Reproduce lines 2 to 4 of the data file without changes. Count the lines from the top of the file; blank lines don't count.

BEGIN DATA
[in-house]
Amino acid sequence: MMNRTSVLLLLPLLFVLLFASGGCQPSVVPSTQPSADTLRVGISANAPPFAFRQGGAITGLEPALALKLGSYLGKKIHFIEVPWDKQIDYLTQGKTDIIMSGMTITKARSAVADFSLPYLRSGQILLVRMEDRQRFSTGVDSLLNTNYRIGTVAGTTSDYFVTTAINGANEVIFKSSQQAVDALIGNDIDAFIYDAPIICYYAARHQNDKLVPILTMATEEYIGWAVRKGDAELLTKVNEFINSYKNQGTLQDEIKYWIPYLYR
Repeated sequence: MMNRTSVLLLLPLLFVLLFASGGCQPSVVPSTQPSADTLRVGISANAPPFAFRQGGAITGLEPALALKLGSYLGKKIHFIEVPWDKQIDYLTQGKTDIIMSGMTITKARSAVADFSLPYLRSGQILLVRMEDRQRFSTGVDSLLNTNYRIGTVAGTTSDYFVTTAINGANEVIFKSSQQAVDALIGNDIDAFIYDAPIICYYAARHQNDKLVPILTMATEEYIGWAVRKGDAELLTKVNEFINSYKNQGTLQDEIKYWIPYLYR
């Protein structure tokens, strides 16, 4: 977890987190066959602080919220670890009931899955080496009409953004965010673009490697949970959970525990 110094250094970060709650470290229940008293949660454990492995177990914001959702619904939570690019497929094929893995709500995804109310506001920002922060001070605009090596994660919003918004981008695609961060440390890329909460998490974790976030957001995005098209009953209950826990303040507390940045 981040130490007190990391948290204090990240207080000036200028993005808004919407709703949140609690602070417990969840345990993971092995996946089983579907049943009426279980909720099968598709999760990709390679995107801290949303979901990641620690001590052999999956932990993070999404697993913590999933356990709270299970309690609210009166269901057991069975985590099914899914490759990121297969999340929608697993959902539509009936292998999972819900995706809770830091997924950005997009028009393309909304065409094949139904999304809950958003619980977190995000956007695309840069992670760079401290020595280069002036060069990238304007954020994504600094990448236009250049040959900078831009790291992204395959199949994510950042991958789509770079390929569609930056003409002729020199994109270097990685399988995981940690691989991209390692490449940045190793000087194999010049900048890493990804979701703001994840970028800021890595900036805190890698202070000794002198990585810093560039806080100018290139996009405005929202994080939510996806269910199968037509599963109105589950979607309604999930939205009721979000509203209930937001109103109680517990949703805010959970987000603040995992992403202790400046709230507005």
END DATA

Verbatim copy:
Amino acid sequence: MMNRTSVLLLLPLLFVLLFASGGCQPSVVPSTQPSADTLRVGISANAPPFAFRQGGAITGLEPALALKLGSYLGKKIHFIEVPWDKQIDYLTQGKTDIIMSGMTITKARSAVADFSLPYLRSGQILLVRMEDRQRFSTGVDSLLNTNYRIGTVAGTTSDYFVTTAINGANEVIFKSSQQAVDALIGNDIDAFIYDAPIICYYAARHQNDKLVPILTMATEEYIGWAVRKGDAELLTKVNEFINSYKNQGTLQDEIKYWIPYLYR
Repeated sequence: MMNRTSVLLLLPLLFVLLFASGGCQPSVVPSTQPSADTLRVGISANAPPFAFRQGGAITGLEPALALKLGSYLGKKIHFIEVPWDKQIDYLTQGKTDIIMSGMTITKARSAVADFSLPYLRSGQILLVRMEDRQRFSTGVDSLLNTNYRIGTVAGTTSDYFVTTAINGANEVIFKSSQQAVDALIGNDIDAFIYDAPIICYYAARHQNDKLVPILTMATEEYIGWAVRKGDAELLTKVNEFINSYKNQGTLQDEIKYWIPYLYR
């Protein structure tokens, strides 16, 4: 977890987190066959602080919220670890009931899955080496009409953004965010673009490697949970959970525990 110094250094970060709650470290229940008293949660454990492995177990914001959702619904939570690019497929094929893995709500995804109310506001920002922060001070605009090596994660919003918004981008695609961060440390890329909460998490974790976030957001995005098209009953209950826990303040507390940045 981040130490007190990391948290204090990240207080000036200028993005808004919407709703949140609690602070417990969840345990993971092995996946089983579907049943009426279980909720099968598709999760990709390679995107801290949303979901990641620690001590052999999956932990993070999404697993913590999933356990709270299970309690609210009166269901057991069975985590099914899914490759990121297969999340929608697993959902539509009936292998999972819900995706809770830091997924950005997009028009393309909304065409094949139904999304809950958003619980977190995000956007695309840069992670760079401290020595280069002036060069990238304007954020994504600094990448236009250049040959900078831009790291992204395959199949994510950042991958789509770079390929569609930056003409002729020199994109270097990685399988995981940690691989991209390692490449940045190793000087194999010049900048890493990804979701703001994840970028800021890595900036805190890698202070000794002198990585810093560039806080100018290139996009405005929202994080939510996806269910199968037509599963109105589950979607309604999930939205009721979000509203209930937001109103109680517990949703805010959970987000603040995992992403202790400046709230507005």